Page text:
COVID spikes as the country emerges from shutdown

Sasha Lockett, Staff writer

During the closing of the country because of COVID-19, many students and people missed doing usual activities, such as hosting and going to parties. Now that a majority of places have reopened, people have been excited to attend and host parties because of being away from each other for what seemed like a long time. However, these parties have been a huge factor in the recent spike of COVID-19 cases.

“All along, there have been issues about attending weddings, funerals, religious gatherings, and other events that are part of our normal life,” said Dr. Steven Woolf, director emeritus of the Center on Society and Health at Virginia Commonwealth University, according to USA Today. “They bring people together and potentially become vectors for the virus. As many public health experts mention, the virus is attending these events and can be transmitted from person to person.”

Recently many high school students have been infected because of having parties without wearing masks and failing to social distance, according to USA Today. Health experts expect there to be a higher spike after the holidays at this rate.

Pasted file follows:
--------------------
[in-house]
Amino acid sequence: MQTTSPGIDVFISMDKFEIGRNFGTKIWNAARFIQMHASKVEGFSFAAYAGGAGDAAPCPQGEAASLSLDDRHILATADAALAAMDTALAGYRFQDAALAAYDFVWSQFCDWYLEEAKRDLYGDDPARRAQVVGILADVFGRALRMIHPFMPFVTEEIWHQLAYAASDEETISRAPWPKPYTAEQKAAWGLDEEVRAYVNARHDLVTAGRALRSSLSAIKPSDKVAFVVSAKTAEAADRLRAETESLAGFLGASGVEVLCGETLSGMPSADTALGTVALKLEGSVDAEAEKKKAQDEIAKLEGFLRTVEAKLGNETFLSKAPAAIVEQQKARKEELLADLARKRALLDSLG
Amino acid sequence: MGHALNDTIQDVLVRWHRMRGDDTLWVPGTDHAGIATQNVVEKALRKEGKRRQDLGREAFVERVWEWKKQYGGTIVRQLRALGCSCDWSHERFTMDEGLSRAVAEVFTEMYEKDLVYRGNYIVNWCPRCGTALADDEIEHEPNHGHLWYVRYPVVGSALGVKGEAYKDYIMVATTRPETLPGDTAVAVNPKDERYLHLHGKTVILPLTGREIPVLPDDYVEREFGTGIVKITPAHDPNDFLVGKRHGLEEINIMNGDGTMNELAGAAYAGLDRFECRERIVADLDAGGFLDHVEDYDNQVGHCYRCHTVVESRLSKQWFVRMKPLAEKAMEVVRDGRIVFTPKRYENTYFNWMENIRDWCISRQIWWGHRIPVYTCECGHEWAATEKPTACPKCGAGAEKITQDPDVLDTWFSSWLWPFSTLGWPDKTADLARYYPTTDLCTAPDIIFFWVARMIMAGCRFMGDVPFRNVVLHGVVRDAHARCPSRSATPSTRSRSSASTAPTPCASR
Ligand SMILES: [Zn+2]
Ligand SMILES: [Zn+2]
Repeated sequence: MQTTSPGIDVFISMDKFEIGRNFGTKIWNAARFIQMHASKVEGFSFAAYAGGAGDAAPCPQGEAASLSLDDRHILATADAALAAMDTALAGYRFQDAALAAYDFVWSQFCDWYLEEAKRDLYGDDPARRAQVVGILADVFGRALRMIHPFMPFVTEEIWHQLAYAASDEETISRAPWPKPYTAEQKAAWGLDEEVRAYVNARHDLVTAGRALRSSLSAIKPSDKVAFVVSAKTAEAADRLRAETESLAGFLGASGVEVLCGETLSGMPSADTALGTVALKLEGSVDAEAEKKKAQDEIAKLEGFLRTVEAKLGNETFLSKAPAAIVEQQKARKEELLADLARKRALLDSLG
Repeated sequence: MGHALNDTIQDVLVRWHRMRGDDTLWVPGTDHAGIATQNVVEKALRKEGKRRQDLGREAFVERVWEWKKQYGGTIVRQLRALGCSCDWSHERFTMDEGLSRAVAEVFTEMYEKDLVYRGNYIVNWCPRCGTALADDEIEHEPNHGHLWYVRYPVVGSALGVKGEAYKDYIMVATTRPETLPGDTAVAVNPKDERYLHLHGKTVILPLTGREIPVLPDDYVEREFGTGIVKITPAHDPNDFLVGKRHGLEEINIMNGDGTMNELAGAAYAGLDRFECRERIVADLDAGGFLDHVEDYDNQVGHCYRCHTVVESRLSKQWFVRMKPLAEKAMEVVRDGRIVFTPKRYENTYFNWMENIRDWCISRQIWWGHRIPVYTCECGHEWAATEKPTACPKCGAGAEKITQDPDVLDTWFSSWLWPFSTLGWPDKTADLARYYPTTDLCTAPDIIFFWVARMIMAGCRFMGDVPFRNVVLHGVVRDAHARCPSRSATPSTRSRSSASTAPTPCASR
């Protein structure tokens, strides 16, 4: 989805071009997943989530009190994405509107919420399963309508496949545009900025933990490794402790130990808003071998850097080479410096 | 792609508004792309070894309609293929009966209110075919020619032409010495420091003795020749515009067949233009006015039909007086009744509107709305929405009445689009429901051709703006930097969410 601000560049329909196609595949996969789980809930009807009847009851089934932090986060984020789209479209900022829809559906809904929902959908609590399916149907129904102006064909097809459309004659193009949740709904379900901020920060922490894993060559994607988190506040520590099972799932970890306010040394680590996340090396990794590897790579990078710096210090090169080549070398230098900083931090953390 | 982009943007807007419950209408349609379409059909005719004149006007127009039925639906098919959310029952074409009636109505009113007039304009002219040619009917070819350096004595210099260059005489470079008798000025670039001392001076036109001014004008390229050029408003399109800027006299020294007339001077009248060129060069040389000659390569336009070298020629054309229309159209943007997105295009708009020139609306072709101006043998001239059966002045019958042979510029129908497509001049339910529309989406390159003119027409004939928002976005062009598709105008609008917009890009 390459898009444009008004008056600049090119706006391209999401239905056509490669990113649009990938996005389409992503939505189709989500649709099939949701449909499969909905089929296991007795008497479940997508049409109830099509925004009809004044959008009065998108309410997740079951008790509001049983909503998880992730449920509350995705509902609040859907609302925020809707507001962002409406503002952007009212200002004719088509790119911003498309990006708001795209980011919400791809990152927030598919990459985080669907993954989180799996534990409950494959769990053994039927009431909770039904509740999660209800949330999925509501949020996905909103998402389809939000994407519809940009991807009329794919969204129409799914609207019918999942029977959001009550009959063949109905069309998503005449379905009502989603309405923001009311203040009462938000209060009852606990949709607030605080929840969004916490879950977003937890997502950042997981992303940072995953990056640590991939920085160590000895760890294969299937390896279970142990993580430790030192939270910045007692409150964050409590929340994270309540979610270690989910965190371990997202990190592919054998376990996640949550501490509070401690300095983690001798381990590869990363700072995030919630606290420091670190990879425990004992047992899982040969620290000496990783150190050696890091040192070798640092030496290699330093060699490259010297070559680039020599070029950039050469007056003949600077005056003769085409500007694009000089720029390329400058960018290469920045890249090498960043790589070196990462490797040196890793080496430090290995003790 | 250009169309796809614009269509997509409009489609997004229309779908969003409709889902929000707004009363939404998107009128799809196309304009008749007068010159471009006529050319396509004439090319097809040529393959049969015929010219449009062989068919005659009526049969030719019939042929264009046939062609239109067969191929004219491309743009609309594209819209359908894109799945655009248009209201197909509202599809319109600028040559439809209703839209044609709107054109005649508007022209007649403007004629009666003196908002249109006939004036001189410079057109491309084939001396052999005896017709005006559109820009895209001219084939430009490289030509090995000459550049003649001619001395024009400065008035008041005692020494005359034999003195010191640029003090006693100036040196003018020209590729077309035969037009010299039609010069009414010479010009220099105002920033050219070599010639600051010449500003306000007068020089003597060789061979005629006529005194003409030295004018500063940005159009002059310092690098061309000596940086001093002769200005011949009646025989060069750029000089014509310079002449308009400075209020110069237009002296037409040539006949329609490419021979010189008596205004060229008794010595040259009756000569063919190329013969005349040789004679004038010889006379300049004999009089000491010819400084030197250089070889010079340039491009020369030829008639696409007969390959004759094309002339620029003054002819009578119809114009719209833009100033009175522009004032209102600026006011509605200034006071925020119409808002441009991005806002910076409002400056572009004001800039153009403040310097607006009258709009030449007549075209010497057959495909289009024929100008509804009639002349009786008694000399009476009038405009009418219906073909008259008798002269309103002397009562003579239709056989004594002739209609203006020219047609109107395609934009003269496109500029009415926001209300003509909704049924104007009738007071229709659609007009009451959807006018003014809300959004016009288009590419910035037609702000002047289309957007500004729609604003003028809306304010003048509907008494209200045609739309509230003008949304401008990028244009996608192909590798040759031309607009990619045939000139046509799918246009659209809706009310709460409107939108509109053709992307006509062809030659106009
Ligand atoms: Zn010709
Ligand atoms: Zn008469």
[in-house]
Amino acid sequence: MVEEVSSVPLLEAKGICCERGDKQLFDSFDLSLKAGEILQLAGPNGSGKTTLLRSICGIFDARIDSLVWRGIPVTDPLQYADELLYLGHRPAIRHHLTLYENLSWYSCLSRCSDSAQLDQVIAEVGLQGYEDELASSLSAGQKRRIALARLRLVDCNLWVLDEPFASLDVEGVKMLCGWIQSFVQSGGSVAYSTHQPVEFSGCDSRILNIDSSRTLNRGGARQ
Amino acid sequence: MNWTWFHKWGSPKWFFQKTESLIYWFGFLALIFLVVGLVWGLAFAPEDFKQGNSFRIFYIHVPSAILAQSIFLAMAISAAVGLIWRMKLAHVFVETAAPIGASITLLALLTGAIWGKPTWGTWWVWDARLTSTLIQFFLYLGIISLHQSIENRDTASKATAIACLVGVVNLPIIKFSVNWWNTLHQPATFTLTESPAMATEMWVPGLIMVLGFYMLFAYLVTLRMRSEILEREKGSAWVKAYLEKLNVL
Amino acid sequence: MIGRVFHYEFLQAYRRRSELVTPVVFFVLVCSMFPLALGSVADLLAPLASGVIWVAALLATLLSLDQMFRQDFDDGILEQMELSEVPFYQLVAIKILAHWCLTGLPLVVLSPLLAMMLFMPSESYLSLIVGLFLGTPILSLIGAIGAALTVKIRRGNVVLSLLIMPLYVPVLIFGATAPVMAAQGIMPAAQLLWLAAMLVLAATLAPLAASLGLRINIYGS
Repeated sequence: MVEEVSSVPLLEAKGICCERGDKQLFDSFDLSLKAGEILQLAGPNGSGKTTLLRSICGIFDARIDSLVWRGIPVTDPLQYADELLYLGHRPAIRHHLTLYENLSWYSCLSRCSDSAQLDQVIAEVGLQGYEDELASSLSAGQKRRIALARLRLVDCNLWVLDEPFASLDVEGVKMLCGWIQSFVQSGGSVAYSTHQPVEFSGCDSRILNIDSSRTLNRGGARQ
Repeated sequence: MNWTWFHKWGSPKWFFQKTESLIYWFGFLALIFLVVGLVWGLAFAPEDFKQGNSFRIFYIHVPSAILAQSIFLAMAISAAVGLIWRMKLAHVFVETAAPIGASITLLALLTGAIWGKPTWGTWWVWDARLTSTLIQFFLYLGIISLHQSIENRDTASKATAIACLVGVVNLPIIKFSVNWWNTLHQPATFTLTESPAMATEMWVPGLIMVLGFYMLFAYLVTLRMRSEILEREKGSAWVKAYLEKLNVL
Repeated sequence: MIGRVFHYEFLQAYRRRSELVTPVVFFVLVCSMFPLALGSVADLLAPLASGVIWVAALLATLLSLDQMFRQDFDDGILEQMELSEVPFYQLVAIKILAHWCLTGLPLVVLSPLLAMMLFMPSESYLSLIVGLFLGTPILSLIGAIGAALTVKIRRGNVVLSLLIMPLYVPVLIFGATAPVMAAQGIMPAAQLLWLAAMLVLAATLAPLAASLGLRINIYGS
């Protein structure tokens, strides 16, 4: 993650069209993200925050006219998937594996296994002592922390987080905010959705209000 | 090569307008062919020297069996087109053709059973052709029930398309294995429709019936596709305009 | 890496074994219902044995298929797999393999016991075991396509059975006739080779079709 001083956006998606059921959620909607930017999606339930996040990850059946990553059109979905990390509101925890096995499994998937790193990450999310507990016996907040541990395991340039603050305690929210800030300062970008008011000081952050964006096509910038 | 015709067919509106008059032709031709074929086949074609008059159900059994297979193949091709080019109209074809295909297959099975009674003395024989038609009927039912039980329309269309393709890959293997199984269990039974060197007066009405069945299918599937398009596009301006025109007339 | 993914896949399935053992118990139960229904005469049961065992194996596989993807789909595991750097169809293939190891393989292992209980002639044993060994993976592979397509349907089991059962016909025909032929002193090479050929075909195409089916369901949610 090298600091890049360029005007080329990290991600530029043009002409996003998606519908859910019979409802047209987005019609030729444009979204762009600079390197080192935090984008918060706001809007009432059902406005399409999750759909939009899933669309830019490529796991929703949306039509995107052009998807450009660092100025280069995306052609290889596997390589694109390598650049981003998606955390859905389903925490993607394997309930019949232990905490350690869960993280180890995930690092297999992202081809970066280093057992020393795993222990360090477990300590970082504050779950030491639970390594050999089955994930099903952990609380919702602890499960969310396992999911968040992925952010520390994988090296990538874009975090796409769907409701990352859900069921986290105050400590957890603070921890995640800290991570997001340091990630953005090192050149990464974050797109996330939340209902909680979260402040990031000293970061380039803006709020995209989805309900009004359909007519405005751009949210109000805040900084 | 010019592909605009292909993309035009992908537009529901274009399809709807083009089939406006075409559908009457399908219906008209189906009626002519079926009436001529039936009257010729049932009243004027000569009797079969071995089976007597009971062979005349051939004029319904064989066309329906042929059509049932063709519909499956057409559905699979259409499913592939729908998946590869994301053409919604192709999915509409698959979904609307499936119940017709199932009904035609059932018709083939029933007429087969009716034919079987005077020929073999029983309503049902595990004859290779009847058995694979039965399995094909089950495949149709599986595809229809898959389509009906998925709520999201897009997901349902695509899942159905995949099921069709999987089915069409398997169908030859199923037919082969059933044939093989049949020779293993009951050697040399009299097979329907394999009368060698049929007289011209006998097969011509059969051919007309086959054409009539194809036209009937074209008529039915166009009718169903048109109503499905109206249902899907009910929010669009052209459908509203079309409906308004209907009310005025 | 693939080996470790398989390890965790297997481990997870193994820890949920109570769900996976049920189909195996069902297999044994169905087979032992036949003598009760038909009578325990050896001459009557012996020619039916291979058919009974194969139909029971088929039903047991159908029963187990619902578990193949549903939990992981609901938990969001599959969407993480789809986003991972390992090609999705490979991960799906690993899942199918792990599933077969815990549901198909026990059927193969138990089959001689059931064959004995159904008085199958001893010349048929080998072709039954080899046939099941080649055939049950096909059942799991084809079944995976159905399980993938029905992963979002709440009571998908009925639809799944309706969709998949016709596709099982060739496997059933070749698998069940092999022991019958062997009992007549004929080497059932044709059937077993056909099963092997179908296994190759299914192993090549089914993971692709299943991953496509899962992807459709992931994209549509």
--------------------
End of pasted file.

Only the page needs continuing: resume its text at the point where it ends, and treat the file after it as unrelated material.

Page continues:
“It’s sad to say but for Thanksgiving, my mom decided that it is safer for us to celebrate alone this year,” said Anyae Hall, a junior.

Many teenagers who get infected with the virus aren’t affected long term because of their strong immune systems. However, these teens are unknowingly carrying the virus to their older loved ones or associates. The older generations are more at risk of dying from the virus because of their weaker immune systems. 

“Nowadays, I’m more cautious about wearing masks and where I go during this pandemic because I would never want to risk giving it to anyone I know,” said Nia Dantzler, a junior.

Dr. Peter Chin-Hong, an infectious disease specialist at the University of California-San Francisco who has studied the impact of small gatherings on virus transmission, said that small holiday gatherings should be fine as long as everyone gets tested prior to the date and avoids huddling close together when it’s not necessary, according to The New York Times.

“It’s sad to think about the changes to holidays this year but I try to look at the positive side being that I can still celebrate with my family,” said Awtum Mintze, a junior.